Personalised nutrition could be key to healthy ageing

23 May 2018

One size does not fit all when it comes to nutrition – and it is about to become a lot more targeted, as the industry responds to the shifting health needs of an ageing population.

Personalised nutrition could be key to healthy ageing

Personalised nutrition is an alternative to general dietary guidelines, basing recommendations on a person’s own specific needs rather than telling everyone to eat more fruits and vegetables, for example, or to reduce sugar and salt. The European Food4Me project has shown that people find it easier to improve their diet when advice is tailored to reflect their own needs, meaning that such an approach could be a more effective way to tackle chronic health problems.

Companies like Microsoft and Apple are already using technologies to link personal health and fitness data with information on food consumption, and adding in data on disease risk markers like cholesterol, blood sugar and mental wellbeing could raise flags about personal risk levels. This could give a clearer picture of how certain foods affect an individual’s health, and allow people to respond accordingly.

Some major ingredients companies are already active in the sector, including ADM, which partnered with Mayo Clinic in personalised nutrition focused on gut health in September 2017. And DSM collaborated with the University Medical Center Groningen in early 2015 to determine how nutrient status affects health among different populations, such as those with type 2 diabetes, high blood pressure or obesity. The aim is to provide clues as to why some people develop chronic diseases, while others stay healthy into old age.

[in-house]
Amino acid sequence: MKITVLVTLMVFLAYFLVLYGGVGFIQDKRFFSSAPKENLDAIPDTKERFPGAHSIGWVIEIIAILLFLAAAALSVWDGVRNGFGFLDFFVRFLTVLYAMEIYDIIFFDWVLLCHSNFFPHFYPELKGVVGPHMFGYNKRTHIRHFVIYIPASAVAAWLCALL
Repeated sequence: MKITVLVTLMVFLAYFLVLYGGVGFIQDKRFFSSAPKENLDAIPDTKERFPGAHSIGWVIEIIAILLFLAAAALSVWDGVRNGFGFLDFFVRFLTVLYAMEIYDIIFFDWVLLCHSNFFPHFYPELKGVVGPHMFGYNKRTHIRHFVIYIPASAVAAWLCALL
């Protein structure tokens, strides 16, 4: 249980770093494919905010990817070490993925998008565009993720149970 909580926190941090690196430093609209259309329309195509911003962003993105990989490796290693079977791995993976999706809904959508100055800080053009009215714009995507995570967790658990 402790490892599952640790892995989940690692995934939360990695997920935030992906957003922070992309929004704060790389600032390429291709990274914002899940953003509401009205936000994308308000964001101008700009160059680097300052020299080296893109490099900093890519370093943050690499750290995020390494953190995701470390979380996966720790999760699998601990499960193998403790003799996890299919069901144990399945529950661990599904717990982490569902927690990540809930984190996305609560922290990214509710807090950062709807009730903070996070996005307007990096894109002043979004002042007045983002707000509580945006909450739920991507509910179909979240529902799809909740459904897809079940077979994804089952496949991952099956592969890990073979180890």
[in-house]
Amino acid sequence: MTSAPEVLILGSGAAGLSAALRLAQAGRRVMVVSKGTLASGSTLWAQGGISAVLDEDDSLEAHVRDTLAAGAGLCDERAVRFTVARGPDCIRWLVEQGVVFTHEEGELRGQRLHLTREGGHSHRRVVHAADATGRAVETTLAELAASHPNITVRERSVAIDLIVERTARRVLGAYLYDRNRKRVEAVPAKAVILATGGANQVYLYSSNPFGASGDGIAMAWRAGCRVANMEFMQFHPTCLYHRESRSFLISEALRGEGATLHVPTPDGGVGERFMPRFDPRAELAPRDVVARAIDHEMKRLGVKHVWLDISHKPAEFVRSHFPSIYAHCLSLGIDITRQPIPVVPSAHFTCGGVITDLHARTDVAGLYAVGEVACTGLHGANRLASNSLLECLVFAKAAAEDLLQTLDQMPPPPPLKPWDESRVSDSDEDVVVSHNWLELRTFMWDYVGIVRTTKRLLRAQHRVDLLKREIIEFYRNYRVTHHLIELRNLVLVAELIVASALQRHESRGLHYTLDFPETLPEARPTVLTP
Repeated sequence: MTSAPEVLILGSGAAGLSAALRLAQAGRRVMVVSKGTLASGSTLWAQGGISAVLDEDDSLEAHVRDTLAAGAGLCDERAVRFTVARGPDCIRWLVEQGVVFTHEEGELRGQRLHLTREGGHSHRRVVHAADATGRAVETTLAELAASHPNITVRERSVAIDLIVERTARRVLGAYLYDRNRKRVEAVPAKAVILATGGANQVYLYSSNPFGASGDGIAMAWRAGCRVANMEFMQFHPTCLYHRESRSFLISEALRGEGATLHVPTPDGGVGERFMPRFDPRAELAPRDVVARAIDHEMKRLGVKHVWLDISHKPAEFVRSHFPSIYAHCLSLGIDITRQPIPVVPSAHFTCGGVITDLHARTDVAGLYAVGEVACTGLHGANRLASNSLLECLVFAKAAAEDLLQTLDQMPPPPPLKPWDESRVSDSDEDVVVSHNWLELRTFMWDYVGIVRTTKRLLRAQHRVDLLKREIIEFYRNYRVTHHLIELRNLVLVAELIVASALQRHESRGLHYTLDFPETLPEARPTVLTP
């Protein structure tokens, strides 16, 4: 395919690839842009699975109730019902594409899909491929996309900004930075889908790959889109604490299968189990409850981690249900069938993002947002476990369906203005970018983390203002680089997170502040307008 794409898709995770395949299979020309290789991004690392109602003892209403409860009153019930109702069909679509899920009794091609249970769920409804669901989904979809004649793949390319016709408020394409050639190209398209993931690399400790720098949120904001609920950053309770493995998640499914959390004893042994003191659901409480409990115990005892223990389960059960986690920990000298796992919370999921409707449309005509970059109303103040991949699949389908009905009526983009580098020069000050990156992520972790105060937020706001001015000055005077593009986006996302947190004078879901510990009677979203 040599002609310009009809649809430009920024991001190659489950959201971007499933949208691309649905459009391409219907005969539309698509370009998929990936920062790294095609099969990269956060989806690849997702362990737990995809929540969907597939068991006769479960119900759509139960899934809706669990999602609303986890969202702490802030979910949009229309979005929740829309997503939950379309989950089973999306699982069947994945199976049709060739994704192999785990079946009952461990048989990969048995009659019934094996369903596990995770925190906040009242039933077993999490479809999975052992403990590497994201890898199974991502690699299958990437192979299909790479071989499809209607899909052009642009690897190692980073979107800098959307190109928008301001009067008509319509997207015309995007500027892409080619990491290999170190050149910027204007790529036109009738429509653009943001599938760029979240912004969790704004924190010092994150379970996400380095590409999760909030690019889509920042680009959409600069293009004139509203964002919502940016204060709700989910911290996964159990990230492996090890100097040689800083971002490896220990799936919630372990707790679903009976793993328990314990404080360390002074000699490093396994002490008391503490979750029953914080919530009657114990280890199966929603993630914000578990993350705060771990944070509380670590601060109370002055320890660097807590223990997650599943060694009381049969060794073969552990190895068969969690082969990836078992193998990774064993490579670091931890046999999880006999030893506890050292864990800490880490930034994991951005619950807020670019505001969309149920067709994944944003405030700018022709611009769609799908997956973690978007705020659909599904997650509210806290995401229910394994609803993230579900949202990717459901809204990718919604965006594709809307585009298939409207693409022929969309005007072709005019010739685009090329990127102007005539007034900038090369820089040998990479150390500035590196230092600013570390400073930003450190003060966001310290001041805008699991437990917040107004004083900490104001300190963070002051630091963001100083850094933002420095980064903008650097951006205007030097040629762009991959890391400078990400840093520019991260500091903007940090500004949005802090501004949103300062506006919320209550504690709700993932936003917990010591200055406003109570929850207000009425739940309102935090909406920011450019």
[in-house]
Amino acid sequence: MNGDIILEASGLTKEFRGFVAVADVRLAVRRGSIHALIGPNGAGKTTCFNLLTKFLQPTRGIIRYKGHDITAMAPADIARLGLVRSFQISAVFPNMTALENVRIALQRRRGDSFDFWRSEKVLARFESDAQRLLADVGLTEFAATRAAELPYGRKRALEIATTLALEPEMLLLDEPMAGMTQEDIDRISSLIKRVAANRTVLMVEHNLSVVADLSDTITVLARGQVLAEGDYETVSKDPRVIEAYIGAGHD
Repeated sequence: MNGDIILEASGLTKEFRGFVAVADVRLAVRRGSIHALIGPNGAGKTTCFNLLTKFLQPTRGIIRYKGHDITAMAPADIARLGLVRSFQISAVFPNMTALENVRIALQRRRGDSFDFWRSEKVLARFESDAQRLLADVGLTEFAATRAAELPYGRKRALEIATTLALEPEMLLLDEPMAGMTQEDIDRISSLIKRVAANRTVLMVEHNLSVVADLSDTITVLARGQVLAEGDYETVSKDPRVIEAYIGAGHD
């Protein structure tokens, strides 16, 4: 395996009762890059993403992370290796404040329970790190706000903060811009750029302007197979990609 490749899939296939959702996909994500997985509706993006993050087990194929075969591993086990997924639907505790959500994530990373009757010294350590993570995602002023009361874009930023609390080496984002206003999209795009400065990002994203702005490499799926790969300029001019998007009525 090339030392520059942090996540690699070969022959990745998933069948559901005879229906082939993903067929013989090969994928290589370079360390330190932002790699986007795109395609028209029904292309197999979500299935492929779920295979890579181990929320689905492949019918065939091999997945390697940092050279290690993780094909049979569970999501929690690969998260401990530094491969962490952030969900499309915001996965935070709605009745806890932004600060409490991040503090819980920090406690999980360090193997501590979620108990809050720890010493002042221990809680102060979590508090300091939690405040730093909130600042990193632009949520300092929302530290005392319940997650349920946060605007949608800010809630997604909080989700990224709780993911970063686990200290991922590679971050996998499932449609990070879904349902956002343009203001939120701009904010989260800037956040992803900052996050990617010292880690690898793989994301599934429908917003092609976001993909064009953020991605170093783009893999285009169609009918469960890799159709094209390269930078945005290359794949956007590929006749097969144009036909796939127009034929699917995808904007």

As results from this kind of research emerge, food and drink companies will be better placed to respond effectively to individuals’ specific dietary concerns as they get older.

Good nutrition over a lifetime is still the best way to ensure long-term health, but dietary interventions later in life can have a significant effect, to delay the onset of osteoporosis, for example, or to slow the loss of muscle mass.

DSM has also examined how supplementation could tackle a range of conditions associated with ageing, including antioxidants to help prevent age-related macular degeneration (AMD), and omega-3 fatty acids to reduce heart attack risk.

However, nutrition is just one part of the picture when it comes to personalising food for better health. Among the elderly, decreased appetite and food intake is common, often leading to malnutrition, weight loss, and a range of poor health outcomes. Personalised food for the elderly must therefore take into account attributes beyond nutrition, such as flavour and food preferences, if it is to be beneficial.

Although personalised nutrition has yet to enter the mainstream, the European Union has signalled that it recognises the sector’s mainstream potential. Last year, it earmarked €2.8 million for small and medium-sized enterprises working on personalised nutrition projects for the elderly under its EU Horizon 2020 Program. SMEs can apply for up to €60,000 each under its INCluSilver project to boost innovation in the sector and help companies scale up their concepts.

Food companies are poised to play an important role in safeguarding European health as the population ages, and as our understanding deepens about the interplay between food and health.

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